HCL co-founder Ajai Chowdhry said Atmanirbhar Bharat (self-reliant India) in the manufacturing sector is a long haul, and it would take the country another decade or two to be self-reliant. Chowdhry, who is one of the six founding members of IT-giant HCL, was speaking at Financial Express Boardroom 2022. India needs to grow not just in breadth but also in depth, in order to have globally competitive manufacturing capacities, and hence it needs to look beyond the government’s production linked incentive (PLI) scheme.
Government’s PLI scheme is a step in the right direction but the scheme is time bound, therefore, to reach the next level, India needs to create a global supply chain, dramatically improve its logistics and need faster implementation of the recently announced PM Gati Shakti scheme, Chowdhry said. PM Gati Shakti scheme which is dubbed as National Master Plan for multi-modal connectivity, is a Rs 100 lakh-crore project that aims to build strong infrastructure connectivity in the country, across channels such as railways, roads, highways and coast.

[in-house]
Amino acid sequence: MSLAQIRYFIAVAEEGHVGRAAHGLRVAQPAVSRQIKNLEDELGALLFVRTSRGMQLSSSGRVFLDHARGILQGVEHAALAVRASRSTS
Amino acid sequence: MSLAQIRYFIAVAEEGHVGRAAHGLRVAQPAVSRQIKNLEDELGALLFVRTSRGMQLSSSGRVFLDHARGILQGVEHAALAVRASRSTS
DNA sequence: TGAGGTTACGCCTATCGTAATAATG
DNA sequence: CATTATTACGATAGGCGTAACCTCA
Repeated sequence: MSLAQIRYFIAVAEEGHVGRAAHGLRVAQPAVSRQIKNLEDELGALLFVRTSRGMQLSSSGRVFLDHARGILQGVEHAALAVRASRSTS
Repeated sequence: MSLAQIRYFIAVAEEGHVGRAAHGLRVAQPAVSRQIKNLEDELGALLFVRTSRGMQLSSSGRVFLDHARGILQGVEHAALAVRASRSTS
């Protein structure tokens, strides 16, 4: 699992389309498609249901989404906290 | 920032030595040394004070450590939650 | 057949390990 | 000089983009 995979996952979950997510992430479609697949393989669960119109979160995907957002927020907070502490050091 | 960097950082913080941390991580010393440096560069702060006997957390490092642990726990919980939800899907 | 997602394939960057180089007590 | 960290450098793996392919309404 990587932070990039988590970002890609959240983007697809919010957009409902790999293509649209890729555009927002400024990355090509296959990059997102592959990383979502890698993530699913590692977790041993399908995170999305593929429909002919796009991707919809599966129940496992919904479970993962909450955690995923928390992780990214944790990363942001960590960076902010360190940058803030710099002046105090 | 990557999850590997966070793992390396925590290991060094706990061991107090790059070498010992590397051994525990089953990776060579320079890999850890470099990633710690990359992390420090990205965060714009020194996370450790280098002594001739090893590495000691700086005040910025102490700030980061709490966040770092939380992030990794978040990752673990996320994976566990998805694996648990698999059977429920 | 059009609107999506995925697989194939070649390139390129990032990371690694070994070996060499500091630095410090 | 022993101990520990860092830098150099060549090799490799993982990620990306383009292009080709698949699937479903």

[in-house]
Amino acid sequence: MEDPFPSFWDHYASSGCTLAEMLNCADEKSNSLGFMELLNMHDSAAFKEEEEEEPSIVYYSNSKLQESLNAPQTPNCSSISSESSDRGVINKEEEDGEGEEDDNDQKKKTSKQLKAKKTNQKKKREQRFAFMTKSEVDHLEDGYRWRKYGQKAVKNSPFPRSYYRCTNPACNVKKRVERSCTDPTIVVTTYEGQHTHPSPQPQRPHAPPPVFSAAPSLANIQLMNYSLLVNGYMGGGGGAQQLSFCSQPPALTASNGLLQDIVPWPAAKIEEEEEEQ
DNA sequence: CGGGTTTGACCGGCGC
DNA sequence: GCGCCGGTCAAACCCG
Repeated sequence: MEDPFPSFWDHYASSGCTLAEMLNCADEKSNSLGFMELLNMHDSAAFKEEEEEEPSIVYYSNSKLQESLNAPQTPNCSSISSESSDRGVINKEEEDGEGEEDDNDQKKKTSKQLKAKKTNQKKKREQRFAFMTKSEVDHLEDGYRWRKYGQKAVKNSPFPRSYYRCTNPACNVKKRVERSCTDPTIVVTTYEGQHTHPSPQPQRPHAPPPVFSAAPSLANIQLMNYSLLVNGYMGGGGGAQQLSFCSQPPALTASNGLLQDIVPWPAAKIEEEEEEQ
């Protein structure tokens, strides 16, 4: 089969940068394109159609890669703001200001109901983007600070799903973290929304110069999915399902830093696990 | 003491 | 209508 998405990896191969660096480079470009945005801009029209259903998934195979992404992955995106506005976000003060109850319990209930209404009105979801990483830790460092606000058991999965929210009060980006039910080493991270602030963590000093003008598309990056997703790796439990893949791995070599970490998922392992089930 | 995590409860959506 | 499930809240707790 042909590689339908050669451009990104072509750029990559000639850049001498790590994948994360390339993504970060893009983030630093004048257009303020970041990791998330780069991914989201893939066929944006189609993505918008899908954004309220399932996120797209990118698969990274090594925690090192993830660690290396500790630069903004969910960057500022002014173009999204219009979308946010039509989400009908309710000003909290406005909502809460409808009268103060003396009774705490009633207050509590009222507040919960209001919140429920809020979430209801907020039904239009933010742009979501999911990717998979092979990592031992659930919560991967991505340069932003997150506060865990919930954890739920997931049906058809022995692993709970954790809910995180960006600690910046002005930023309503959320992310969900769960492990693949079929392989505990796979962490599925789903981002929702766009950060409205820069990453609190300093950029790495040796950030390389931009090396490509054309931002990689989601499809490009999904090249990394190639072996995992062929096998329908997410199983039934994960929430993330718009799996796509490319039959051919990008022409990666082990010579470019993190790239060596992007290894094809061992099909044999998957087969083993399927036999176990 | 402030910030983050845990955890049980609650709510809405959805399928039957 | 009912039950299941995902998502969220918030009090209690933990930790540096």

“PLI will finish in five years, then what. You need to think through that. Every manufacturer needs to think through that,” he said. In future, countries like Cambodia or Vietnam can also start offering schemes similar to the PLI scheme to global companies – in order to incentivise them to produce in their country. And thus there is a need for India to look beyond the PLI scheme, Chowdhry said.
Speaking about labour issues, Chowdhry said India needs to adopt a system similar to China where they have built dormitories inside the company’s campus. This helps the factory to run 24*7. In India, the government is also working on doing something similar so that labour can live near factory locations, and save time on travel. He also said the country needs a uniform labour code.
Chowdhry, who is also the Chairman of the Electronics Sector Skills Council and Chairman of FICCI Startup Committee, said in electronics manufacturing, India has strong capabilities in areas such as engineering design, silicon foundry, and packaging, but we lag in research and development.
Nikhil Sawhney, Vice Chairman and MD of Triveni Turbines, who was also a speaker in the session, also echoed similar views. He said the government’s PLI scheme has helped in fixed capital formation in areas that directly come under the scheme’s orbit such as specialty steel, chemicals and textiles but it has also spread to the sectors that are indirectly impacted. He, however, added that the current need is to focus specifically on building research and development units in the country. To achieve this, even corporations need to step-in and be more agile.